Kathleen Folbigg has spoken publicly for the first time since her release.
The pardoned child killer was released from Grafton Prison in northern NSW on Monday after an inquiry found reasonable doubt about her guilt following her 2003 conviction for the deaths of her four children.
Sarah, Caleb, Laura, and Patrick Folbigg all died in infancy between 1989 and 1999.
Sentenced to 30 years in prison in 2003 and ineligible for another five years, Ms Folbigg has always maintained her innocence.
She released a short video message on Tuesday after enjoying her first night of freedom in 20 years at her best friend and biggest supporter Tracy Chapman’s farm on the North Coast of NSW.
The video shows a beaming Mrs. Folbigg enjoying her new-found freedom at her friend’s house, smelling a large bouquet of roses sent to her by a supporter upon her release from prison.
Pardoned child killer Kathleen Folbigg (pictured) enjoys her full day of freedom
‘Hello, this is Kathleen. I am extremely humbled and grateful to have been pardoned and released from prison,” Ms. Folbigg begins.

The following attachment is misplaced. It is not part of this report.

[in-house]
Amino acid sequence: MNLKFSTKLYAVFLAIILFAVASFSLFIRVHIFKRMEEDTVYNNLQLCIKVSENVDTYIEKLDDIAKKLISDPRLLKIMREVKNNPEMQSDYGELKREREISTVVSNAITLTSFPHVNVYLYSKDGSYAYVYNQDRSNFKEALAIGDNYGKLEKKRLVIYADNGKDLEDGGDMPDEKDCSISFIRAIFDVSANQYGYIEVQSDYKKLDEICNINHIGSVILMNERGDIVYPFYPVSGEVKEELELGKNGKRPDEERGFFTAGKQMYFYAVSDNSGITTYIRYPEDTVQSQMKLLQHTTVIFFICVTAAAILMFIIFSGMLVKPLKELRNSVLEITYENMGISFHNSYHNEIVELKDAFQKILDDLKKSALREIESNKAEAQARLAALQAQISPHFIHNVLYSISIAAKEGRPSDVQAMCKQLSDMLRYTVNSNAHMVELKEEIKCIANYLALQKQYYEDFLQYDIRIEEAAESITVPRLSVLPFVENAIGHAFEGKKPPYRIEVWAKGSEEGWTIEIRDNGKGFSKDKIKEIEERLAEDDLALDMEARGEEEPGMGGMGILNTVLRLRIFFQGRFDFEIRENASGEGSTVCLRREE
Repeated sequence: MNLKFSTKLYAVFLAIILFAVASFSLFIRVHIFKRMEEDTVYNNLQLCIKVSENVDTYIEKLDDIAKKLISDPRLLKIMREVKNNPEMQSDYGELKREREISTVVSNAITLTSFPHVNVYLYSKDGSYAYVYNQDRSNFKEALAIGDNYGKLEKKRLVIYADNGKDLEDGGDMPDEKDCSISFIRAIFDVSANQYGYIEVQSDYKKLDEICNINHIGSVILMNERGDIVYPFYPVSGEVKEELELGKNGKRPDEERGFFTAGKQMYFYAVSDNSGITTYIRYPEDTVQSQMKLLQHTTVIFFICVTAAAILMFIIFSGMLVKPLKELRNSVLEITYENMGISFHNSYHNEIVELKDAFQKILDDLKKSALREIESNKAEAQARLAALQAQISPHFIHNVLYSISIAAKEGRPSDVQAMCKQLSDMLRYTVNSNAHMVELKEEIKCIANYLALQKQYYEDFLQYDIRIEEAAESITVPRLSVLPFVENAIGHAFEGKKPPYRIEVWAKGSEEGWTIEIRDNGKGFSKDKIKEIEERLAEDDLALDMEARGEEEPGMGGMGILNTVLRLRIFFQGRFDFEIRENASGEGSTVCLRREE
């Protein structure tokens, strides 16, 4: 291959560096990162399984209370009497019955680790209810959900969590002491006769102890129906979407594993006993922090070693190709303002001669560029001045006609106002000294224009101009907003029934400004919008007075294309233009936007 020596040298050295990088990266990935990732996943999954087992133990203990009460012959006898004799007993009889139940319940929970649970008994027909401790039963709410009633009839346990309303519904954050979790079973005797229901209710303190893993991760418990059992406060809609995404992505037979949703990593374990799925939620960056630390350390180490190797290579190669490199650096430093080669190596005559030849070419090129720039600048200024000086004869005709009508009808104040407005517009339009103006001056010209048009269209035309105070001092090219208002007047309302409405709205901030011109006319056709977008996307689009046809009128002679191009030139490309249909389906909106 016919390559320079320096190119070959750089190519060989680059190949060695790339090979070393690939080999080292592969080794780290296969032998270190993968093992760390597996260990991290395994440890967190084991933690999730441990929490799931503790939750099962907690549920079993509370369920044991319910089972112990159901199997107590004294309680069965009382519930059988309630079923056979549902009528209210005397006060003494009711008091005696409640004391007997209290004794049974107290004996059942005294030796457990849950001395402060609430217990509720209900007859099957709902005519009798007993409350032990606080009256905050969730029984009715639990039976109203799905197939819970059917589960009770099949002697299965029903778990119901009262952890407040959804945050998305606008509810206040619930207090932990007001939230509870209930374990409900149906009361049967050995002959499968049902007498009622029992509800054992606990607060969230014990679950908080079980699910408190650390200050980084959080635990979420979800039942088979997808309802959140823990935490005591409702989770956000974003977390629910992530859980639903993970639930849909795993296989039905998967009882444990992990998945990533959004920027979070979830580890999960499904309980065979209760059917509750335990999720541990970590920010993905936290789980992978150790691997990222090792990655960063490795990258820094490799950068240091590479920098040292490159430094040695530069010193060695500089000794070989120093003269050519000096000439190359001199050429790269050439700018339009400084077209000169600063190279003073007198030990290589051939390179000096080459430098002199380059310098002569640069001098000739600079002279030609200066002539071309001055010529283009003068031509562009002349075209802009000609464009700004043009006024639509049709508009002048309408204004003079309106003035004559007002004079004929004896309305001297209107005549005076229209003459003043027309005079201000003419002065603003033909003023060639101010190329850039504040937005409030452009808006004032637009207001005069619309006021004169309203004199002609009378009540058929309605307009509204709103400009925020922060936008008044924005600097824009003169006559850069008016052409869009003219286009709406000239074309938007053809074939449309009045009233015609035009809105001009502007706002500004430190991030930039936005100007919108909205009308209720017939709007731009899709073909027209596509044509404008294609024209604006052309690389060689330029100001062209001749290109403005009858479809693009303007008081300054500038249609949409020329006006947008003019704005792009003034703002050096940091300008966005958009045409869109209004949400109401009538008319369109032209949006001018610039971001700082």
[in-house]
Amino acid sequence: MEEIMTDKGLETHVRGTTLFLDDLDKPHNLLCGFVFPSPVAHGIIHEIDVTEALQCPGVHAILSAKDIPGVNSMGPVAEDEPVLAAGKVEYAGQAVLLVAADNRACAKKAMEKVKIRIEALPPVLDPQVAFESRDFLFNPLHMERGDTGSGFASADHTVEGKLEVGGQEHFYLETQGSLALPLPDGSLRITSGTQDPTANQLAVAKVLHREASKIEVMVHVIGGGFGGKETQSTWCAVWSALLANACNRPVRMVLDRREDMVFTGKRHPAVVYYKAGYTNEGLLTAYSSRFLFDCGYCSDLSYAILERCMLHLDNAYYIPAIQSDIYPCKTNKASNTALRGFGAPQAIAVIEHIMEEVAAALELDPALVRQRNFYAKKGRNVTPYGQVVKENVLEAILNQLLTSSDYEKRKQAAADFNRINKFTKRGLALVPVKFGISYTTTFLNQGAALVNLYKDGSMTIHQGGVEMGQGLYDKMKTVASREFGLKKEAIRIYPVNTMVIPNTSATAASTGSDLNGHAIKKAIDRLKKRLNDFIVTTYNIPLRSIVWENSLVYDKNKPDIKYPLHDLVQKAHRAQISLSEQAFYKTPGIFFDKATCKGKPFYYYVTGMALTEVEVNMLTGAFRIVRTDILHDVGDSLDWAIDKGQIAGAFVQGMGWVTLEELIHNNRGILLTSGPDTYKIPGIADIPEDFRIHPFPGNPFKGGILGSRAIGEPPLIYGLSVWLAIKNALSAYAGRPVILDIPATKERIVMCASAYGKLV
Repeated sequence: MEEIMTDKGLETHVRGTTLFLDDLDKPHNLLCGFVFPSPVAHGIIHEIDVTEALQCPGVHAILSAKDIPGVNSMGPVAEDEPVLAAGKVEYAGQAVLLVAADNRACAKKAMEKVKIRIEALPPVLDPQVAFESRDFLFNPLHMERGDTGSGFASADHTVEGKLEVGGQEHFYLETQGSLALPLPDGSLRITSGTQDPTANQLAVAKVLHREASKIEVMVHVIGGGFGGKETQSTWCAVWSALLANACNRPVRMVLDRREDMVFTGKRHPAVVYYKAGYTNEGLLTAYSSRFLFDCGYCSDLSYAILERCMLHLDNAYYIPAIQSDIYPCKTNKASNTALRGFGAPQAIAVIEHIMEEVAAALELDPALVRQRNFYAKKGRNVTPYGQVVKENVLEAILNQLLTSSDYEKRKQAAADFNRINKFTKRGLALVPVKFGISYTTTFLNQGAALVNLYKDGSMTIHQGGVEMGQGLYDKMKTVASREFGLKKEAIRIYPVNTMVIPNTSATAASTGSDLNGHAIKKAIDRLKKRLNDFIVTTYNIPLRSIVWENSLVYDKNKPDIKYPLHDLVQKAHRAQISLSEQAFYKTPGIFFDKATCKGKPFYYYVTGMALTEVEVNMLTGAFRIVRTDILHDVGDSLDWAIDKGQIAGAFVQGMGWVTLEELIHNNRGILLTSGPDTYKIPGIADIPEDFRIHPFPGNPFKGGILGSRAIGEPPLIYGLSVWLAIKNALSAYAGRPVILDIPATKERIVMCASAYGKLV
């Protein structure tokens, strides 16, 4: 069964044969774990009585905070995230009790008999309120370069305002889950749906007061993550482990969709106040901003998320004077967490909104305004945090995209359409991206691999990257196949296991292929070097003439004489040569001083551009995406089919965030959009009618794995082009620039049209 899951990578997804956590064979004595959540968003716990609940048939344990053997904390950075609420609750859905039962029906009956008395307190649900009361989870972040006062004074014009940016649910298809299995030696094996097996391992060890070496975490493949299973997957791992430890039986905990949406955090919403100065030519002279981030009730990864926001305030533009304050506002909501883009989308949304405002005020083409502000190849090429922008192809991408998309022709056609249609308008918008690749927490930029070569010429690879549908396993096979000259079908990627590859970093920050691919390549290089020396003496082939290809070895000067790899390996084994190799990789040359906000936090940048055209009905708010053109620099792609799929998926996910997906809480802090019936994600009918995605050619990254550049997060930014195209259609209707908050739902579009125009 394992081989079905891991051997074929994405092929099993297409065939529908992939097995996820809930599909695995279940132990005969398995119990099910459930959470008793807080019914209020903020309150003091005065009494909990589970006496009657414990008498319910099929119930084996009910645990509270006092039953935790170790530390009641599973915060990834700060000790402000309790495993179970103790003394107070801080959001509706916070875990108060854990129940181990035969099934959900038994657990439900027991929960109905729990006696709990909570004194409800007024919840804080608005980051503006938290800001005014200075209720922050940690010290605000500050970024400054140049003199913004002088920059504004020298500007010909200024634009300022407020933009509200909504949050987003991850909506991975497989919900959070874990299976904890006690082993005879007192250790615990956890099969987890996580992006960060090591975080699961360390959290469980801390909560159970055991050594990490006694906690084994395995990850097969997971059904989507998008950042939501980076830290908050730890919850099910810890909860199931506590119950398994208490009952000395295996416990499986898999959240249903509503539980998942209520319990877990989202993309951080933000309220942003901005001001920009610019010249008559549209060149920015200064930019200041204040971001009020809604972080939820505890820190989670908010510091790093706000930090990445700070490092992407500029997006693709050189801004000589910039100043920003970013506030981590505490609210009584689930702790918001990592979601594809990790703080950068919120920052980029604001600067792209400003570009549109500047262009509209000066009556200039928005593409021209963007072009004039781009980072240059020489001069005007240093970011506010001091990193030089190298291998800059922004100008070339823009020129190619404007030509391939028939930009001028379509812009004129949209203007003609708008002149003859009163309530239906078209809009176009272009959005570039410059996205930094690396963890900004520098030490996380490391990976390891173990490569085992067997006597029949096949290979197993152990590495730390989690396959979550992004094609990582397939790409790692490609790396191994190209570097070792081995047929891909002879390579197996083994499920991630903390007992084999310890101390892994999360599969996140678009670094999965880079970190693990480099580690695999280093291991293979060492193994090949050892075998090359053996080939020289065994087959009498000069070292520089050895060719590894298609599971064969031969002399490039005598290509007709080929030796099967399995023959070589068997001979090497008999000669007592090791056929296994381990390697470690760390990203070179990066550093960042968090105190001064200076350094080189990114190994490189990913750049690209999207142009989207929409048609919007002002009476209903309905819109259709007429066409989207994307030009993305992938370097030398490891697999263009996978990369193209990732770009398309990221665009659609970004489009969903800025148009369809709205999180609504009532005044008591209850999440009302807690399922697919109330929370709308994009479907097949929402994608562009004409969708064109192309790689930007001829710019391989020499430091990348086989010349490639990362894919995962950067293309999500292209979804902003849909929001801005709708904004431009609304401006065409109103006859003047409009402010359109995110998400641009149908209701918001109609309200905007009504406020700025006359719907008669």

“My eternal gratitude goes out to my friends and family, especially Tracy and all her family, without whom I would not have survived this whole ordeal.”
“Today is a victory for science, and especially for truth.
“And for the past 20 years I’ve been in prison, I’ve always and always will think about my kids, mourn my kids, and miss them and love them terribly.”
Ms Folbigg’s convictions must be overturned by the Court of Criminal Appeal before any damages can be explored.
Figures as low as $1 million to $20 million have already been speculated in the media.
Her legal team said it’s too early to talk about compensation, but wouldn’t rule it out.
“We haven’t spoken to her about this. She tries very hard to concentrate on taking one step at a time and not doing things in a hurry, because she has just been waiting to feel the grass under her feet, look at the sky and look at it for the first time in 20 years. watch the sunrise,” her attorney Rhanee Rego told reporters on Tuesday.
“Kathleen is still having a cup of tea, getting acquainted with normal life, and we’re just getting used to not talking to her in a prison about an AVL call.